Don’t for an instant think that I don’t sympathize with small game companies that are being forced into Kickstarter.  A similar situation faced music creators until they figured out how to make money with digital downloads (something board game companies can’t quite do….yet).

The Kinks’ career had faded in the late sixties.  Their last top ten single in the United States had been released in 1965.  Even in their home country of England, the hit records stopped coming in 1967.  In 1970 they had a surprise hit record with Lola, a song that succeeded in part because of the clever line, “I’m glad I’m a man and so’s Lola.”  So, is Lola glad or another man?  Either way, the Kinks seemed to have a bit of trouble making money from a single that probably sold over a million copies if the song The Moneygoround is to be believed.  It takes less than two minutes to feel their pain; clearly, Monolith Edition feels it, too.

A Simple Way to Get Along Better

With any luck, this will help you stop beating your wife and/or girlfriend…when you play games.  Or maybe when you play games with your significant other.  Or your friends.

Most of us have grown up playing competitive games starting with simple games like Candyland and moving up to Monopoly and other “family” games.  If you’re like me, you then discovered Risk and possibly all the SPI and Avalon Hill board games.  All of these will help teach you to take over Austrailia so you can rule the world…oh, wait, we aren’t talking just about Risk.  All of these games teach you to plot and plan to take down your opponents and win the game.  If you aren’t careful, you can get tied up in PVP mode (player versus player) and never come back.  If you really want endless PVP you can always reach for Munchkin.

There is another way to play if you are around people who aren’t into smashing down each other’s chances of winning board and card games: cooperative games.  In these games players typically have to work together and plan strategies to beat the game.  Instead of a single winner, everybody wins or everybody loses.  This can make for a more enjoyable evening, especially with friends who are not semi-professional competitive gamers.

There was a time in the sixties when peace and flower power were the watchwords of the day and group games were invented to help people learn to work together.  Tie-dye shirts were optional.  It was a passing fad, but interest in games where people work together to accomplish goals continued.  In the past few years, some very creative people managed to create some games that were challenging and fun.  Listed below are a number of games you may want to investigate further; the list below has them listed by price (the further down the list you go, the more expensive the games get!)  Where available, I’ve included links to the rules for each of the games, and those pages usually include copies of the game boards as well.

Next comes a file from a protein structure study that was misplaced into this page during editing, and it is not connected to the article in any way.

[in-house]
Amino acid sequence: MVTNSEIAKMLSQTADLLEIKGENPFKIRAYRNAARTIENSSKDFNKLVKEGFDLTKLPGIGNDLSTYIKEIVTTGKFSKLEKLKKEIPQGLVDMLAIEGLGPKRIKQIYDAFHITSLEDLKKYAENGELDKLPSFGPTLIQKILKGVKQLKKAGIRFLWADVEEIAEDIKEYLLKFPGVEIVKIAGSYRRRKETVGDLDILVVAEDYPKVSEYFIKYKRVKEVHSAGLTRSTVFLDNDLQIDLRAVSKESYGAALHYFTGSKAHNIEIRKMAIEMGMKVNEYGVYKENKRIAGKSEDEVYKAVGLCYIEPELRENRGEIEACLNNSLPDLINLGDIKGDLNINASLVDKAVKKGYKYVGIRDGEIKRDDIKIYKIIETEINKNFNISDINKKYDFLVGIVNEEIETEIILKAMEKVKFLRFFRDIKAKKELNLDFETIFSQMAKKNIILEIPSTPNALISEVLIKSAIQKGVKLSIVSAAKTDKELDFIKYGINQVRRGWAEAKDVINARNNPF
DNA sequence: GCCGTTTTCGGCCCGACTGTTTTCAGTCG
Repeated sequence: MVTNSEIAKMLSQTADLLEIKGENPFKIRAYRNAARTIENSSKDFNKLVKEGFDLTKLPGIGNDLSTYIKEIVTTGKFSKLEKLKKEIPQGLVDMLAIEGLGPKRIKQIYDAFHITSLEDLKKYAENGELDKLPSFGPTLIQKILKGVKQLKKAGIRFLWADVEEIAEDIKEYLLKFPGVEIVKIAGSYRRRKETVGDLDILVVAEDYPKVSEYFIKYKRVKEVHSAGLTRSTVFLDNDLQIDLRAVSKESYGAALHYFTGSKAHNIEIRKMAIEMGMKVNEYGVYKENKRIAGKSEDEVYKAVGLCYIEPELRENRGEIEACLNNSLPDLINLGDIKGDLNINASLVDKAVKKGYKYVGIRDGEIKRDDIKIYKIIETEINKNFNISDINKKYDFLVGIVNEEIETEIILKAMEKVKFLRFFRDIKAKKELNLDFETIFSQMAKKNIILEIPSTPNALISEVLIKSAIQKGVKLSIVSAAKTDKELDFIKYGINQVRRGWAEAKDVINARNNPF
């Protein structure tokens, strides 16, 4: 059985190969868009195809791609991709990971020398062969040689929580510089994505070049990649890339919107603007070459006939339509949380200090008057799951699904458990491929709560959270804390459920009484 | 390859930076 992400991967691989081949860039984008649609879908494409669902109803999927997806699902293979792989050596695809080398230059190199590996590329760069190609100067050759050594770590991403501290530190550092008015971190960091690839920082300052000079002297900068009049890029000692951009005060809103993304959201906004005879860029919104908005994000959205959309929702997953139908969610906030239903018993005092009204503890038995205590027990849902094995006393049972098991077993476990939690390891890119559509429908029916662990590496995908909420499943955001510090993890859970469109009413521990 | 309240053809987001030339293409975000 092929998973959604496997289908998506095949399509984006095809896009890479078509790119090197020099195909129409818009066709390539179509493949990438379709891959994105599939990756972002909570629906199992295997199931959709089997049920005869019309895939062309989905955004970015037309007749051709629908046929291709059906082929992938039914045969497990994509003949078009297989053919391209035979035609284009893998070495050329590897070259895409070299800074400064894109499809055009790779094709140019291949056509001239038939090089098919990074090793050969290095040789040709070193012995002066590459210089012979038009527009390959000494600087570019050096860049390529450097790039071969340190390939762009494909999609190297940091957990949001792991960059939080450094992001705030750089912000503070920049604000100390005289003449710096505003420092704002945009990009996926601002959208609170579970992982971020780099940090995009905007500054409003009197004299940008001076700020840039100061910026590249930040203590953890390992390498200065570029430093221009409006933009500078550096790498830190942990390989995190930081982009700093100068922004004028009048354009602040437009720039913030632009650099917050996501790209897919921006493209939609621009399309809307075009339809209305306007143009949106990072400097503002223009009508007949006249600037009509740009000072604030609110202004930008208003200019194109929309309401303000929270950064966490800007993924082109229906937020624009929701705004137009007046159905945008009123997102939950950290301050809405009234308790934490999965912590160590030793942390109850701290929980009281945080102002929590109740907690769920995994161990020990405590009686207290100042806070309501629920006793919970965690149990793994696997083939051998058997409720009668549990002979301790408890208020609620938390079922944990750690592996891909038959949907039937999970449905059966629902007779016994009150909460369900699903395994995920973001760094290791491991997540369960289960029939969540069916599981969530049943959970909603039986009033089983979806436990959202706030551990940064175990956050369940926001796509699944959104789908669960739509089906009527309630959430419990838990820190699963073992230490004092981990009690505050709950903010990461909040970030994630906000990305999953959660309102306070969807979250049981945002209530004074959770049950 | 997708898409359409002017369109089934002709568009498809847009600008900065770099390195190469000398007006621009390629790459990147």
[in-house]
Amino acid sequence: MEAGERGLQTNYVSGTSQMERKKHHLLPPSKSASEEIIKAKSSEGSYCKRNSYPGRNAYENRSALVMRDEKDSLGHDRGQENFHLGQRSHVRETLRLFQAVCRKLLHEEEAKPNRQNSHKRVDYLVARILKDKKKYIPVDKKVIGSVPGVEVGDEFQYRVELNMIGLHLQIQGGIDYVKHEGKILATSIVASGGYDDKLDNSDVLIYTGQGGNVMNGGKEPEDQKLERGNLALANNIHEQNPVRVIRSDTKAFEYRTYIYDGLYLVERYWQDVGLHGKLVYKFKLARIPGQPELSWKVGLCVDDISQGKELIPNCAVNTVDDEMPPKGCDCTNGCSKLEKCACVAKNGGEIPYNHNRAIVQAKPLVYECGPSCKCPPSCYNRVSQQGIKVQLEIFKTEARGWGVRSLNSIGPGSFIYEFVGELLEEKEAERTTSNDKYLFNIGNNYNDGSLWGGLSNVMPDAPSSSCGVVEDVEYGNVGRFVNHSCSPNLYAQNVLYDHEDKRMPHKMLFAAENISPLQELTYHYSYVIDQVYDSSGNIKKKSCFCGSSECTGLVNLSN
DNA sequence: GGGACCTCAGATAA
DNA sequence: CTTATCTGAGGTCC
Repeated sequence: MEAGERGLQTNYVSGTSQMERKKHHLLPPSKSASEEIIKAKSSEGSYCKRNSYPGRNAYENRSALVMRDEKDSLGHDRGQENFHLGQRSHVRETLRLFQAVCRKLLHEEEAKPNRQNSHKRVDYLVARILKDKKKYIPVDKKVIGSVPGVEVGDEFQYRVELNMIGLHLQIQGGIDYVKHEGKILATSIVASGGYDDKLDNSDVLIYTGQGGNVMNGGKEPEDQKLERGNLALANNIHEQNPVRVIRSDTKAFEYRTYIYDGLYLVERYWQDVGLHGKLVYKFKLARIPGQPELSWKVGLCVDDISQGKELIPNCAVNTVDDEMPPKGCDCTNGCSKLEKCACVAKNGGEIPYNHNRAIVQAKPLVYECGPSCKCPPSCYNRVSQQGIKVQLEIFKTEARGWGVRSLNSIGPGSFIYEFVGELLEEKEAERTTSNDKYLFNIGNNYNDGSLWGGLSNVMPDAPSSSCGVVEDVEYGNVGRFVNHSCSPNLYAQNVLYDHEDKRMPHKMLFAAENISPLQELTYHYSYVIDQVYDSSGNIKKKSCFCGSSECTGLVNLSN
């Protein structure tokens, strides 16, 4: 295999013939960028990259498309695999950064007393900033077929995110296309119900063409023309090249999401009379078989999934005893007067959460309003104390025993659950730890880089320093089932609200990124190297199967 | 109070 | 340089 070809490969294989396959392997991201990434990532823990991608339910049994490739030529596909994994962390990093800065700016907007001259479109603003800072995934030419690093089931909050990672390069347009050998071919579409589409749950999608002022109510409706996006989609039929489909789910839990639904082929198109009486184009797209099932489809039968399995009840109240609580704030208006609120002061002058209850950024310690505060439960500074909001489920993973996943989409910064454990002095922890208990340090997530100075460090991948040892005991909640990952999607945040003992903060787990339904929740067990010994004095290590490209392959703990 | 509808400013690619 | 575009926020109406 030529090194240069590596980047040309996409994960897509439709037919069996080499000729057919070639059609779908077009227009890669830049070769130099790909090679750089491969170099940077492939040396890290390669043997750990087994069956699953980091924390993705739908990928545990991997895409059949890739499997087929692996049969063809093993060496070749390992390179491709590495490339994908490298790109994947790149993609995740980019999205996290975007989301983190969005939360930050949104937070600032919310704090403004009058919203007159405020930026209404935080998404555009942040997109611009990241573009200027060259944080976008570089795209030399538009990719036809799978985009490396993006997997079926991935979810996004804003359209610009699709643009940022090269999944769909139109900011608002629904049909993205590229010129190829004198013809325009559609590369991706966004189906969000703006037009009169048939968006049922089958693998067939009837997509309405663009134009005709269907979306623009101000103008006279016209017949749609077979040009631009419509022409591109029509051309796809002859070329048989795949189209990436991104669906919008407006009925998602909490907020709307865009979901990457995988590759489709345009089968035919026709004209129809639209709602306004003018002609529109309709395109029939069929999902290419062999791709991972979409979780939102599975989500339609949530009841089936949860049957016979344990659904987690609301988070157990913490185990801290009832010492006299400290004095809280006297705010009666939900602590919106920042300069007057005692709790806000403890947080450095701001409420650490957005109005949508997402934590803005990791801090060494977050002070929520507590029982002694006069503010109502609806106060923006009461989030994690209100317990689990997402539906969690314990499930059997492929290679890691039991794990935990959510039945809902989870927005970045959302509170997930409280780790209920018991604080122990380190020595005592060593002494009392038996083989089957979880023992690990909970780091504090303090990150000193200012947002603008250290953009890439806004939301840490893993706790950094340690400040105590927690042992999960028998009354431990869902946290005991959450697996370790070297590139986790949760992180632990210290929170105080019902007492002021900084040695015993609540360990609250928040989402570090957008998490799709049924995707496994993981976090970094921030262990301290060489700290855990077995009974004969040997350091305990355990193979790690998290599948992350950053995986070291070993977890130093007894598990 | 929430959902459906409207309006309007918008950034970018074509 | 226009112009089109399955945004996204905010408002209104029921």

Forbidden Island and Forbidden Desert. Forbidden Island is a great starter game for cooperative play.  The game is inexpensive (retail is only $20), takes only about thirty minutes to play, and has multiple levels of difficulty.  There’s even a novice level for new players that is designed to help the players win.  The game can be played solo and becomes more difficult as you add more players – cooperation becomes critical.  You are trapped on an island that is sinking into the ocean, and the players are trying to obtain four treasures and escape on a helicopter before the island sinks completely into the ocean.  Forbidden Desert is a sequel to the first game that is similar in many ways but includes additional complications in the mechanics.  This time aroundForbidden Desert, you are trying to reassemble a flying machine and escape a sandstorm before you are all trapped and killed.